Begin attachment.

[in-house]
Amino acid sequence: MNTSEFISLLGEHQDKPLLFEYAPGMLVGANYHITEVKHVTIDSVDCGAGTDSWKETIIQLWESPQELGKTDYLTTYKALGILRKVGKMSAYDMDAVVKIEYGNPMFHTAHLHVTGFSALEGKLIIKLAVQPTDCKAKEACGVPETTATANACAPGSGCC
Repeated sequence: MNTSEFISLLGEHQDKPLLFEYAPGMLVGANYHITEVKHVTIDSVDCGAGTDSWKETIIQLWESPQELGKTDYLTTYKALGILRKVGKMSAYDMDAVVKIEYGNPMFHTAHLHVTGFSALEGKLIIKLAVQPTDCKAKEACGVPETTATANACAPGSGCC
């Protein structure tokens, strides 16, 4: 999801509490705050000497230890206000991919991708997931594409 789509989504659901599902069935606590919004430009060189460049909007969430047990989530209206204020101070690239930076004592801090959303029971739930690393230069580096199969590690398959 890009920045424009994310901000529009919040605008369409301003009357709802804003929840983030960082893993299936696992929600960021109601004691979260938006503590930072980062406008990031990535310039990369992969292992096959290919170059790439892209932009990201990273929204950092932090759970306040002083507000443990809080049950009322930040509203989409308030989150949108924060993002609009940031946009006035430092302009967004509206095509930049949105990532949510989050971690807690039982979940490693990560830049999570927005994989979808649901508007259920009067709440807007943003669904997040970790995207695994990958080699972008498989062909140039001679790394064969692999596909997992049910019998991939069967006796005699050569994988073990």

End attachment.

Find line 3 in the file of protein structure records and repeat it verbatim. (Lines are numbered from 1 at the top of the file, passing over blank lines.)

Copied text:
Repeated sequence: MNTSEFISLLGEHQDKPLLFEYAPGMLVGANYHITEVKHVTIDSVDCGAGTDSWKETIIQLWESPQELGKTDYLTTYKALGILRKVGKMSAYDMDAVVKIEYGNPMFHTAHLHVTGFSALEGKLIIKLAVQPTDCKAKEACGVPETTATANACAPGSGCC